Building a Wood-Fired Oven for Bread and Pizza
Published Jul 2011
136 pages; 187×137 mm; paperback with flaps; 25 b&w, 20 colour plans
Building a Wood-Fired Oven for Bread and Pizza
|• Now into its 13th edition •
• Building plans in four colors •
• The book sold, and ovens built, around the world •Prospect Books’ best seller is this handy instruction manual for the ultra-keen breadmaker and DIY enthusiast showing how to build a substantial bread oven in the yard or garden. Together with detailed plans (which do not omit a single block or brick) and a step-by-step specification, the book doubles up as an essay on English bread baking in previous centuries, with special reference to the hardware, equipment and working methods. There is plenty here to interest the reader who is not necessarily going to embark on the building project.The book was first published in 1997 and has had an annual printing since then. It sells at much in America as it does in Britain, although British sales have definitely increased in the last few years. There are other books on the subject, but few give as much historical context. The history of bread is something which is almost entirely ignored in current literature, greatly to its disadvantage.
The book closes with a couple of recipes. It was never meant as a cookbook; there are plenty of alternatives, including the same author’s Baking Bread at Home (Phoenix). But the enthusiasm for good bread, and for baking it yourself, is still growing and is well served here.
Tom Jaine is the publisher at Prospect Books, which he has run since 1993. He has been a restaurateur, an author of cookbooks, editor of the Good Food Guide, and editor of the revised edition of the Oxford Companion to Food.
A PDF of the preliminary pages and sample pages from throughout the text.
Review by Peter Blake in The Times Literary Supplement (1996)
This review is from an older edition of this book.
This is the gift for the man who has everything but moderation. It addresses the unflagging pursuit of excess, typical of both the DIY enthusiast and the militant foody. Though these two usually have little in common, Building a Wood-Fired Oven for Bread and Pizza, by Tom Jaine, a former editor of The Good Food Guide, provides the satisfying pleasure of unexpected but complementary ingredients well combined.
All of us whose first efforts at baking fell from the tin with the weight and texture of a well-formed brick have some sense of a relation between baking and building. But Building a Wood-Fired Oven for Bread and Pizza establishes a more enduring connection. It first tempts the adventurous cook with recognizable lists of implements and ingredients mixed with recipes, quotations and illustrations from modern and antiquarian texts.
Only the brave should go on, however, as standard implements turns out to include cement mixer (optional), lump hammer and ‘spirit level (for level and plumb)’. This list further probes the confidence of a cook-turned-builder by ending with one of those throwaway lines whose vagueness always unnerves the amateur in the kitchen: ‘Various tools for carpentry (for making the roof – optional)’. Compare the standard ‘suitable fresh herbs for garnish as required’, which has no doubt flummoxed many a mason at the stove.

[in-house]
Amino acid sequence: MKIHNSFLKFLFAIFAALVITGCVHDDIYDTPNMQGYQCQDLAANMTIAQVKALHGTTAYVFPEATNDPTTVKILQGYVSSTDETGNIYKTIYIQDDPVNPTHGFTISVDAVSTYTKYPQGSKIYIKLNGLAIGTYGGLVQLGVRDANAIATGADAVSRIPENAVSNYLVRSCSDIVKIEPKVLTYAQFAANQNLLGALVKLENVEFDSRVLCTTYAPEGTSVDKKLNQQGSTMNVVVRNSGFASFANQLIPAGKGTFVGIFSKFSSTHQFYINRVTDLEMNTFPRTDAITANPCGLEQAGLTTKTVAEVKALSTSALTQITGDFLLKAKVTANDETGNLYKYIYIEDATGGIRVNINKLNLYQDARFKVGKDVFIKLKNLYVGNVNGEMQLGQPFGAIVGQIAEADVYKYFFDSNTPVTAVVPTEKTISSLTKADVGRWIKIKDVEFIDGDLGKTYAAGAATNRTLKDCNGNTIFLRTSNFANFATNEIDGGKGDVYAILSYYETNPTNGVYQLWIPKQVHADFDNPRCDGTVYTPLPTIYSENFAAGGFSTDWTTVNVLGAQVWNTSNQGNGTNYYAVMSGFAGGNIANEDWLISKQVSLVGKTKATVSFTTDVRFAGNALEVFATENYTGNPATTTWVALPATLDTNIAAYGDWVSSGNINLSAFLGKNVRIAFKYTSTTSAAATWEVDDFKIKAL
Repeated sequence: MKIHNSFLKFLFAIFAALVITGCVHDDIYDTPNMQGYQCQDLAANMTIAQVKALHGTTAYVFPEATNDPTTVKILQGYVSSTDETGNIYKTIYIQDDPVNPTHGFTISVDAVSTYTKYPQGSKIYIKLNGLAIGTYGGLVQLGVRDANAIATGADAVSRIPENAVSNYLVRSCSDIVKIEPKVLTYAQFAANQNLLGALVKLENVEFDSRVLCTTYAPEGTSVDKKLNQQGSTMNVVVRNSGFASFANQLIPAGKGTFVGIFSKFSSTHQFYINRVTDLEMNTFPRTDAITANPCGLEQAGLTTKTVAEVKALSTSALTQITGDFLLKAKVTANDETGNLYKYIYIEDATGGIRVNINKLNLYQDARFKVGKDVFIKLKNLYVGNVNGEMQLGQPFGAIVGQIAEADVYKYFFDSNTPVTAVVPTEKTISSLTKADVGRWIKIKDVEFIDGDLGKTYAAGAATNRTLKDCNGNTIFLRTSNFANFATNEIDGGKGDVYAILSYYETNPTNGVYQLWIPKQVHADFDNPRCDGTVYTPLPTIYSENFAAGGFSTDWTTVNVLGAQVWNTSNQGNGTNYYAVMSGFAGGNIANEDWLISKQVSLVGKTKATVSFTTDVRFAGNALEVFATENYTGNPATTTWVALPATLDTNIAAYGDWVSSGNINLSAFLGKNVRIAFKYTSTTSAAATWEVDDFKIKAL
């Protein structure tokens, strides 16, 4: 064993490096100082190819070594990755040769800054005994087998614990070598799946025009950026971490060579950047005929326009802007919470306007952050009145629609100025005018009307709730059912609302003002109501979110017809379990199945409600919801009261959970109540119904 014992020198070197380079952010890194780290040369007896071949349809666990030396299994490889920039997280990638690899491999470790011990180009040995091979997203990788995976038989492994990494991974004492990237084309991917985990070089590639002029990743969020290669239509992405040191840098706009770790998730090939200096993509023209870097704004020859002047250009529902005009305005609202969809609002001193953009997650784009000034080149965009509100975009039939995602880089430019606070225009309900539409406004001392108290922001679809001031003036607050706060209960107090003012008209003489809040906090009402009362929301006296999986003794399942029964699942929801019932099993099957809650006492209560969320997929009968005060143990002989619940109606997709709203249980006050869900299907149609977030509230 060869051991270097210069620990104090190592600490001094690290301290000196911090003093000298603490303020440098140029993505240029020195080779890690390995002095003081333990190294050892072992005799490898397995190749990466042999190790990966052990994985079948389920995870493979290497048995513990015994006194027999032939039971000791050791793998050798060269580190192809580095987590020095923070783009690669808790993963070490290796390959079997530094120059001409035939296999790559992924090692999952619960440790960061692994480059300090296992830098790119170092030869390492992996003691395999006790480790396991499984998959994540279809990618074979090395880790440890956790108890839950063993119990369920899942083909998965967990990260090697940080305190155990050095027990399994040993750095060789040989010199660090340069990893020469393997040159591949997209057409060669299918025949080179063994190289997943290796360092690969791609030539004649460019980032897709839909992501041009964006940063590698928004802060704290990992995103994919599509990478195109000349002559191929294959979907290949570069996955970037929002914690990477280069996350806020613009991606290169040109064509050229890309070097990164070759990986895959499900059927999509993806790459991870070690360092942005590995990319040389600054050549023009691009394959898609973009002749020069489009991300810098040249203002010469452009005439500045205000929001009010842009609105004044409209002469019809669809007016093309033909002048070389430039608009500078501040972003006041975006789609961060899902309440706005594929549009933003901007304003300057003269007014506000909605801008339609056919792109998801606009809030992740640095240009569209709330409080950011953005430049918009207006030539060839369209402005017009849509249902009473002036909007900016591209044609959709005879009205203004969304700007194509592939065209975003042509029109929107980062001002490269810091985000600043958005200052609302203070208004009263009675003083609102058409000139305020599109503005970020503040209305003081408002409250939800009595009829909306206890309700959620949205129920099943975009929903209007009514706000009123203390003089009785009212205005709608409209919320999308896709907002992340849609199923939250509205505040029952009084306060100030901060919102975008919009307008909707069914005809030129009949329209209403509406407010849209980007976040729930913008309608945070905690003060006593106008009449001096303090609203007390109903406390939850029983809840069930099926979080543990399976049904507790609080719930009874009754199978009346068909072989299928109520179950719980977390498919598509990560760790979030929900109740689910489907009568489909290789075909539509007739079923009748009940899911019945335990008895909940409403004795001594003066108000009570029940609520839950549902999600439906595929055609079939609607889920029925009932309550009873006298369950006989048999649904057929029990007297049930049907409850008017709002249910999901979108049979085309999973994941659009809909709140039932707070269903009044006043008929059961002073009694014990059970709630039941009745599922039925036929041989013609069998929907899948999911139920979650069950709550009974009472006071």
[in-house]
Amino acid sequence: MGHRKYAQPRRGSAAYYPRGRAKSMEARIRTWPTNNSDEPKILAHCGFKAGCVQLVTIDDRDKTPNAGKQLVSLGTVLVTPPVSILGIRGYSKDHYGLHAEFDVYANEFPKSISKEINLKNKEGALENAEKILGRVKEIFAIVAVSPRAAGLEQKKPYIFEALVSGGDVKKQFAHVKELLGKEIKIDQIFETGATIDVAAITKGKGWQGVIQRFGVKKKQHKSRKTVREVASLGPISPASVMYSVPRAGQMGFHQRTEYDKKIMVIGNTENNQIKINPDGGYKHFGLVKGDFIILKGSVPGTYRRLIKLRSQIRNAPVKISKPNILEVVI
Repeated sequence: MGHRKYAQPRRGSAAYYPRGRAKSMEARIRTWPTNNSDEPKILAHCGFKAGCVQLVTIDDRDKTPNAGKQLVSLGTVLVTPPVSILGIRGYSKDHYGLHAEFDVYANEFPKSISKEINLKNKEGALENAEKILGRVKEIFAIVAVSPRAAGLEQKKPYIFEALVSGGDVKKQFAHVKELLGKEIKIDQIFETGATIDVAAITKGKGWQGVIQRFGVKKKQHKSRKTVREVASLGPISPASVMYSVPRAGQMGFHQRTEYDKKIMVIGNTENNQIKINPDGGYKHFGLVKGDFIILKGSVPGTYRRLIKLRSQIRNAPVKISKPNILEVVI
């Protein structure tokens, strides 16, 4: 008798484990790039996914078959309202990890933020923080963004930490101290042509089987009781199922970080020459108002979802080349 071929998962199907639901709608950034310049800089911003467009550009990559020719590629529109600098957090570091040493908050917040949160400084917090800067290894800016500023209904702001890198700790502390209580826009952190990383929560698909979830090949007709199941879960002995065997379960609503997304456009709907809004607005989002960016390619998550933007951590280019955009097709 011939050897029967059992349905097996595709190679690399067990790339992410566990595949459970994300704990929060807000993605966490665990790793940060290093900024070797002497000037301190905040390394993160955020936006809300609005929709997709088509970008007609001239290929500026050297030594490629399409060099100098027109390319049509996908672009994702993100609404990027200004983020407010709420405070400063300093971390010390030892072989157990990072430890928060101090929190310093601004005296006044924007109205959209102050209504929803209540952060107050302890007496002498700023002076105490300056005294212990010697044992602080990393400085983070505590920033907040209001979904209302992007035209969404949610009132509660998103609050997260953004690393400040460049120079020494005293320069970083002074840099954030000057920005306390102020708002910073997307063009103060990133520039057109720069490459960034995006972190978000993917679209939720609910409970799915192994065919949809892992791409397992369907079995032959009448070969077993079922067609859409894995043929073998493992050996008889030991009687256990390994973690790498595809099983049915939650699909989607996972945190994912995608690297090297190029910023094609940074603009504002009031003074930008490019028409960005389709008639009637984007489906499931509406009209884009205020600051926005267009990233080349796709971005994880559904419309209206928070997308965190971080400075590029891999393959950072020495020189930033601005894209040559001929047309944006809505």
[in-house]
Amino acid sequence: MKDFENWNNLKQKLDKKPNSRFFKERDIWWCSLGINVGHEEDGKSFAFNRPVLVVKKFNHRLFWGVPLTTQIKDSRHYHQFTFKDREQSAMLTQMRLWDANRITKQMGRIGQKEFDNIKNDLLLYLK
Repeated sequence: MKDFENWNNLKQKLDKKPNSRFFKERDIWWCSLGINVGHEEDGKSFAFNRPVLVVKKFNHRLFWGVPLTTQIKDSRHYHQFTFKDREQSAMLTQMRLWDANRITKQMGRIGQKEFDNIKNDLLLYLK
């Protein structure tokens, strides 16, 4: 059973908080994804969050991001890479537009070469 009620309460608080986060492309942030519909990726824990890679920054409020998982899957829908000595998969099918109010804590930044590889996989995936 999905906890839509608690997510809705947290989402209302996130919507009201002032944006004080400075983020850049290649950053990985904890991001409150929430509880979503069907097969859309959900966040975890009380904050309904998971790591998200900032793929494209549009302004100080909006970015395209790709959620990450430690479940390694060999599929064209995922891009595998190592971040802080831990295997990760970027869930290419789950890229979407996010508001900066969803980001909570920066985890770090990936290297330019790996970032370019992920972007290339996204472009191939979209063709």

The cook who perseveres will find more that is familiarly unfamiliar in the main recipe, which begins, ‘Builders’ sand, 3 tons, Combined aggregate for concrete, 2 tons, Hydrate lime 3 x 50kg bags’. You might just add water and stir. Things rapidly become more complicated, however. But those who last to the final brick course will find two worlds fold seamlessly into one with the advice (optional) of John White (1828): ‘Procure some bullocks blood, newly drawn, mix as much lime powder in the blood as will bring it to the consistence of a thin paste, then dip the dressed stones or bricks, one by one, in this paste and lie them in their regular course, till the whole is finished.’ Serve, no doubt, with a hearty Hungarian red.
In the age of the antiseptic little bread machine, we should no doubt cheer someone who offers something so much more substantial. As Elizabeth David once regretted, ‘even the most unskilfully made bread smells good’, and it surely takes more than these rewired toasters to make a tasty loaf. But a 2m x 2m x 2.5m mausoleum-like structure (to be finished with either ‘classical’ or ‘Mohammedan look’) perhaps swings too far in the opposite direction. Yet clearly Jaine has as little interest in compromise as in practicality. Indeed, how could such things worry someone who fires his own oven ‘after lunch’ (presumably a cold collation), in order to reach baking temperature around midnight.
It is only on reflecting that ten hours stoking is a lot of effort for one pizza that the author recognizes the possibility of excess. But he cheerily offers a ready solution: ‘a pizza party is the obvious answer’. Here you are left with the daunting picture of chummy DIY-ies and foodies in the garden at 1 a.m., befogged by wood smoke but tirelessly building, then eating pizzas while complimenting the pesto, sun-dried toms and minaret on top, and the plumb damp course, ash pan flashings and thin crust underneath. An ideal gift, perhaps, but choose carefully which neighbours you give it to.
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